OTC News Archive

Professor hatches company for his drug-delivery software

By Tim Green, UT Office of Public Affairs
September 2003

The process of developing new drugs can be long and expensive. Optive Research Inc. aims to make the search faster and more efficient with software that helps researchers decide which compounds to synthesize and test in finding new drugs.

Dr. Robert Pearlman, a University of Texas at Austin professor who developed the computer-aided drug-discovery software, worked with the Office of Technology Commercialization to create Optive to sell the technology that he developed in his UT lab. At the university, Pearlman is the Coulter R. Sublett Regents Chair in Pharmacy and the Director of the Laboratory for the Development of Computer-Assisted Drug Discovery Software. At Optive, he’s president and chief scientific officer.

Previously, the university licensed the technology to Tripos Inc., a life science company based in St. Louis. It was the second most lucrative of the university’s licensing agreements, bringing in $1.8 million in just the past two years.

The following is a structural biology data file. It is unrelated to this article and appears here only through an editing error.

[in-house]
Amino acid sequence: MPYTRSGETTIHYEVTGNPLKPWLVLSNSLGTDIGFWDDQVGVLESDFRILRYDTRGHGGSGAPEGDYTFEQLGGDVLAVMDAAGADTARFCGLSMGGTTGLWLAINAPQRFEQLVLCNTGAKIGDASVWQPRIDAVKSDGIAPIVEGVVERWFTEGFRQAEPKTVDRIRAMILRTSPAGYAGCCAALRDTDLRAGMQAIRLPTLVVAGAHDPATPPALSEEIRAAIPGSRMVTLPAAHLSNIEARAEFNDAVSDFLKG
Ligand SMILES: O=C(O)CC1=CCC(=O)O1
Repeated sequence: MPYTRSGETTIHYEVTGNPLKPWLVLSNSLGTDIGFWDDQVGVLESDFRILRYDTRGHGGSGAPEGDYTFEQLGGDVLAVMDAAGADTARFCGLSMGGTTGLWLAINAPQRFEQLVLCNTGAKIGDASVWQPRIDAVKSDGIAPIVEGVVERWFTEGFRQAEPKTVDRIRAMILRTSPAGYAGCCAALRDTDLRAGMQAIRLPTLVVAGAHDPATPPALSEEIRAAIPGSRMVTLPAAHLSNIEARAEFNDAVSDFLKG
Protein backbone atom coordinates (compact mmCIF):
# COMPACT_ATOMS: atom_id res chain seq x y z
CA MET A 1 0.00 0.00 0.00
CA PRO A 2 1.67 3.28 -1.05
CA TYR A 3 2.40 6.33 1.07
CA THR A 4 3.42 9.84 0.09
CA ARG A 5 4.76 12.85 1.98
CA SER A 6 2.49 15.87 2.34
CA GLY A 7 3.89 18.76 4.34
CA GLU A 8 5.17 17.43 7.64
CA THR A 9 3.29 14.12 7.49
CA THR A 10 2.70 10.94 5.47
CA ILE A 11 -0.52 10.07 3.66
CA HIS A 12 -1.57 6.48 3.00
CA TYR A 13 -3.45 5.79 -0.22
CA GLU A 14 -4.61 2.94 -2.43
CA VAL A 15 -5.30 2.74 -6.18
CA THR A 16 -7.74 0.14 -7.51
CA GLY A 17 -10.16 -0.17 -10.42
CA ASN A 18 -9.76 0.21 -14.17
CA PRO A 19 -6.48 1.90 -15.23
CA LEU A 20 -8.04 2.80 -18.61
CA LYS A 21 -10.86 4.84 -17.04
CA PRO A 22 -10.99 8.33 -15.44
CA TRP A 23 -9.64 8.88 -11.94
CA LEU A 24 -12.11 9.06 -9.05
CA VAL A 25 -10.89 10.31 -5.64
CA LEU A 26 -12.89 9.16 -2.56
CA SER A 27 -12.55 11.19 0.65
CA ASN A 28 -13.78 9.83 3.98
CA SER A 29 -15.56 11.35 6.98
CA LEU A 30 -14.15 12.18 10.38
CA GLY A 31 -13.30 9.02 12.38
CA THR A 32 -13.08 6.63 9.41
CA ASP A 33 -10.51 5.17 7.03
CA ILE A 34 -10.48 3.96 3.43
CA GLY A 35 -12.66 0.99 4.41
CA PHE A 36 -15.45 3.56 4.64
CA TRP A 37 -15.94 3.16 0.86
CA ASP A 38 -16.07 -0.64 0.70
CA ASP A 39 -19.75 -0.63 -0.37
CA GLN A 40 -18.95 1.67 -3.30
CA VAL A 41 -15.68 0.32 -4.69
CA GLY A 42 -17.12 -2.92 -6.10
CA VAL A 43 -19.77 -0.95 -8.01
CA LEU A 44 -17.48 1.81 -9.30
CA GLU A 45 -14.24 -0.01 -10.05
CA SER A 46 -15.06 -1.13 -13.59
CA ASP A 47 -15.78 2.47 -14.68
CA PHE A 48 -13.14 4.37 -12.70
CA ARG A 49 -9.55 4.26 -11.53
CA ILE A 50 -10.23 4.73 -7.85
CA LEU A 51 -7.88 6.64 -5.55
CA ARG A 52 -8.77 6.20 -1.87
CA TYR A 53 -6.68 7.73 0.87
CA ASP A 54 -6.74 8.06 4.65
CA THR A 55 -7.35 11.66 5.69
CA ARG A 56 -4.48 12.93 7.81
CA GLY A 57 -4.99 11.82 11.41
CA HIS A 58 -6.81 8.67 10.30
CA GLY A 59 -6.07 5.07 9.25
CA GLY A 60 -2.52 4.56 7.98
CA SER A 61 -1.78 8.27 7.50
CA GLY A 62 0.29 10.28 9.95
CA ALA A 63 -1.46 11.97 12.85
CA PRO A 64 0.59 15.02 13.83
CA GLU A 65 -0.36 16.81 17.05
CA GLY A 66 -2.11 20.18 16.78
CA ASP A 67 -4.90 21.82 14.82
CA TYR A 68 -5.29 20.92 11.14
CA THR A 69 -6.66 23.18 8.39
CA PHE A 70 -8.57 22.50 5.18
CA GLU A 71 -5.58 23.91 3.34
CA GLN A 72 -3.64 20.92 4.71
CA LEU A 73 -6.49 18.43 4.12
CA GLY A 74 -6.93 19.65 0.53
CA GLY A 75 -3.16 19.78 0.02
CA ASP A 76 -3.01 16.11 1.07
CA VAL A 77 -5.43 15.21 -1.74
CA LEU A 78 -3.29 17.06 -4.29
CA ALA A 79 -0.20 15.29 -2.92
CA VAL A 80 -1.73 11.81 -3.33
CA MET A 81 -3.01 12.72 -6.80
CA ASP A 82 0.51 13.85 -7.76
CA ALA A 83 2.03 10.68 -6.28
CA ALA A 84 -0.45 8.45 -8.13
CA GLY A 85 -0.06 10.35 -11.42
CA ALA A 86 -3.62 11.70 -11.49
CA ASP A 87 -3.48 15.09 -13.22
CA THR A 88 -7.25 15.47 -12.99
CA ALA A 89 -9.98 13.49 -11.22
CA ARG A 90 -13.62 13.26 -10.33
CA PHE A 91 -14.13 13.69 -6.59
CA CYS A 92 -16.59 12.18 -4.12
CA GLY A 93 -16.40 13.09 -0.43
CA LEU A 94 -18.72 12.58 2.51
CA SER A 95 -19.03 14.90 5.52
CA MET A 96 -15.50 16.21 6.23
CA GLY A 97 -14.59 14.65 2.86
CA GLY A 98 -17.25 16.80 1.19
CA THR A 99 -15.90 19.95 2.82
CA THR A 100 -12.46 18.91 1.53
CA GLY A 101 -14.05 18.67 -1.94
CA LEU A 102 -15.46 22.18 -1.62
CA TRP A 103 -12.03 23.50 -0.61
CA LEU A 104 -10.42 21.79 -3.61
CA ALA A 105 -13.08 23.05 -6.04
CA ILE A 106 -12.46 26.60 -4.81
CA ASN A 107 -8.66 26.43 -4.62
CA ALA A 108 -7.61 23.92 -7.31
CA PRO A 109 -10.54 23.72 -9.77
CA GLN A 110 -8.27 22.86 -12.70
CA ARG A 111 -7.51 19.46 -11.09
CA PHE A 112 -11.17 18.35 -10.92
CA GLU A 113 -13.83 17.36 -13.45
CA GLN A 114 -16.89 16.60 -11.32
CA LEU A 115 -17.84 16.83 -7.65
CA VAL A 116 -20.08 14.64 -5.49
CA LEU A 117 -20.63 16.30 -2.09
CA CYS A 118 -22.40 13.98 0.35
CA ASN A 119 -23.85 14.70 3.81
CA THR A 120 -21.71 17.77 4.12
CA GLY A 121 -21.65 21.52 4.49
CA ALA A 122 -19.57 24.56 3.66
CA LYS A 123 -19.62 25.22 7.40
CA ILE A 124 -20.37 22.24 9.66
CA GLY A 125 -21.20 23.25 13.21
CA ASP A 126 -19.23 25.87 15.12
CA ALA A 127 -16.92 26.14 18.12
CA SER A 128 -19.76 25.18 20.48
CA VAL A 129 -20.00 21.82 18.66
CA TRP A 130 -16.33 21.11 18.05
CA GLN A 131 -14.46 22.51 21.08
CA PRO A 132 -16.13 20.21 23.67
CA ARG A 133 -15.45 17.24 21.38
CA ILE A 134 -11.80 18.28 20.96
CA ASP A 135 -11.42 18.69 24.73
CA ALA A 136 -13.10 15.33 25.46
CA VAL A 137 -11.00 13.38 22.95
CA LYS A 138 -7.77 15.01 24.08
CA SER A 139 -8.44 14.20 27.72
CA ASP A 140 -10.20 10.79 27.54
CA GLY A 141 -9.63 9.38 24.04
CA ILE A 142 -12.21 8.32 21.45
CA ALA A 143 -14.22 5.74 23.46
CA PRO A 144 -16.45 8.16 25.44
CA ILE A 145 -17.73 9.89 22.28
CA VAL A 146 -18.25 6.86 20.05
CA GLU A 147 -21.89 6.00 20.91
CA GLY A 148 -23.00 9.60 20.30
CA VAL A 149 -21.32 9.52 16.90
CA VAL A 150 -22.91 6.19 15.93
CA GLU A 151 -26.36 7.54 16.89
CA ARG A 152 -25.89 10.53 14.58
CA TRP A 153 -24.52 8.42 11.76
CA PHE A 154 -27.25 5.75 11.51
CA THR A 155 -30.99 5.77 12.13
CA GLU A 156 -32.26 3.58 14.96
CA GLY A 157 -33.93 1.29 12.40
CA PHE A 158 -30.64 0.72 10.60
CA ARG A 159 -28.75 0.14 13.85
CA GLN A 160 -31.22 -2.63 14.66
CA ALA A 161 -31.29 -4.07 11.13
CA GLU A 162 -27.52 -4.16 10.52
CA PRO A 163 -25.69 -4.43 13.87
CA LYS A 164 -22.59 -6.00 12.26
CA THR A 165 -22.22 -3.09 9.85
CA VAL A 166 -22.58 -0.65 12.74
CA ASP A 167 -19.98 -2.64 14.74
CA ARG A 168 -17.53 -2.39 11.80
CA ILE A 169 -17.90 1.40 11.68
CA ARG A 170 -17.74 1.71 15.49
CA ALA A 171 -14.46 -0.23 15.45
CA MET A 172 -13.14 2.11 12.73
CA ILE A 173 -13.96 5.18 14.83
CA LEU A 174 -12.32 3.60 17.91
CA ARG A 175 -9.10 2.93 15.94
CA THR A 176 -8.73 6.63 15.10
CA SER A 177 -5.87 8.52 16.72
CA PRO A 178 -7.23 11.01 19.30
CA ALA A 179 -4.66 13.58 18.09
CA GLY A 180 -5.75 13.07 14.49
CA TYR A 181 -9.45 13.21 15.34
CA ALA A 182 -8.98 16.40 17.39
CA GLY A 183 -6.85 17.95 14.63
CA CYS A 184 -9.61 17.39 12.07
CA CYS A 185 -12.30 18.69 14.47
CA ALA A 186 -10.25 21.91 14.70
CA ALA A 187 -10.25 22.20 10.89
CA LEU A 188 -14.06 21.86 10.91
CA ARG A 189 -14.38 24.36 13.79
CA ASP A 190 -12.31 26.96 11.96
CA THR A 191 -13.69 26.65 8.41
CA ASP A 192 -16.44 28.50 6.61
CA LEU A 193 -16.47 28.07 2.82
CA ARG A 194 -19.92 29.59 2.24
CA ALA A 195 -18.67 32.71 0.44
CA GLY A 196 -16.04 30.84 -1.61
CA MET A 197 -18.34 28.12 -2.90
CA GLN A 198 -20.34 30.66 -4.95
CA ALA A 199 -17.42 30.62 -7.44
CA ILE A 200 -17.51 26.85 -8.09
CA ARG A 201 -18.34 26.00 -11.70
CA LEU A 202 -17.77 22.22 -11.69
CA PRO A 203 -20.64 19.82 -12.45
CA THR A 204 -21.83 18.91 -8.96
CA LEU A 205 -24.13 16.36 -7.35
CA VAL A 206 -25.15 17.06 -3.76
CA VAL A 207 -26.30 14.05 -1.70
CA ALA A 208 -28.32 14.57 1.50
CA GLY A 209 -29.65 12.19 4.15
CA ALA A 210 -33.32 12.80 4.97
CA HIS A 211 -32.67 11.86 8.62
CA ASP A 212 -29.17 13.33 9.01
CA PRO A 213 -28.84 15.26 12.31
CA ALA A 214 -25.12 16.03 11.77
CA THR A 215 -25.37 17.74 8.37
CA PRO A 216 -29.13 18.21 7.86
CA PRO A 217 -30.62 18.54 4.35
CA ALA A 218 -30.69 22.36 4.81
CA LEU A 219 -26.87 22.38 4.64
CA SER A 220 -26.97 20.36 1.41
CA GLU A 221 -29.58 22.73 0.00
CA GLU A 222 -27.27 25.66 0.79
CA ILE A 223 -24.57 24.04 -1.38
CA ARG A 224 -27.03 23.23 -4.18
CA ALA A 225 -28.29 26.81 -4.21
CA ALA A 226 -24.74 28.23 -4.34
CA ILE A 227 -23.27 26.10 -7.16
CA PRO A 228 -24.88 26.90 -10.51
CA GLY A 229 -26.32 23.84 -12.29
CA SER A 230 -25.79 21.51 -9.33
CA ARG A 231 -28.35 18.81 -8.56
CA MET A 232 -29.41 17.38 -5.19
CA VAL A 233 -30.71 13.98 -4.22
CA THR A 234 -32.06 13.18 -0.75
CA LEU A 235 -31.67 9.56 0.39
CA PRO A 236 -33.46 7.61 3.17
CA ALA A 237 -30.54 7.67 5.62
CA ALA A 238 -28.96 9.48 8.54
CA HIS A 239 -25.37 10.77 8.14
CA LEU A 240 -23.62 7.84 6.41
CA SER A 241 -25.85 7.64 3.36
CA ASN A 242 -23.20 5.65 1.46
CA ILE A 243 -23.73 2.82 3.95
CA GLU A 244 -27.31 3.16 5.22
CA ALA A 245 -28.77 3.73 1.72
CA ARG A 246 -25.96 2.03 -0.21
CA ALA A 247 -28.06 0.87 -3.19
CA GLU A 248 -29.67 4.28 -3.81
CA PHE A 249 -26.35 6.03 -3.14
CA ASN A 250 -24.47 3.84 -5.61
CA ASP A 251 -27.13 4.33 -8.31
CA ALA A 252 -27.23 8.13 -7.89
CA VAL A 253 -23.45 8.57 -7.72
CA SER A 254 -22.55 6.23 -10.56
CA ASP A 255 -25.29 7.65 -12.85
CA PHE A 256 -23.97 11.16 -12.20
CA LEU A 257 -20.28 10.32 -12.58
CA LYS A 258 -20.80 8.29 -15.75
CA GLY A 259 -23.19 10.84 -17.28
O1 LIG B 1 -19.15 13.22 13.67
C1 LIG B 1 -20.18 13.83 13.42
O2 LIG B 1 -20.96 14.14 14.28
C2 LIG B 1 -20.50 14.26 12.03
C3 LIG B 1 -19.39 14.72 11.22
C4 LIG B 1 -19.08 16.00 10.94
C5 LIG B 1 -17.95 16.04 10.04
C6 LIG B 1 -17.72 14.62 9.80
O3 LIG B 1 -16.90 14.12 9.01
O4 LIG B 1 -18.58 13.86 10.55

Now Optive will handle the Tripos licensing (and continue to split it with the university), sell its own products (sending a share of those revenues to the university) and accelerate development of the software. “Operating as a company rather than as an academic lab, we are now positioned to provide a much higher level of support, service, and software R&D to these scientists, their companies, and to the rest of the molecular discovery community,” Pearlman said.

Pearlman said that as a commercial entity Optive can afford to attract top-level researchers and funding to further development. The company has 15 employees and more than 15 products to be used by computational chemists and bench chemists who are engaged in molecular design and discovery research.

Pearlman and Dr. Neil Iscoe, director of the UT Office of Technology Commercialization, hope Optive’s influence extends beyond its own future. “The company creates jobs,” Iscoe said. “But it also highlights the growing cadre of biotechnology and life science companies in the Austin area.”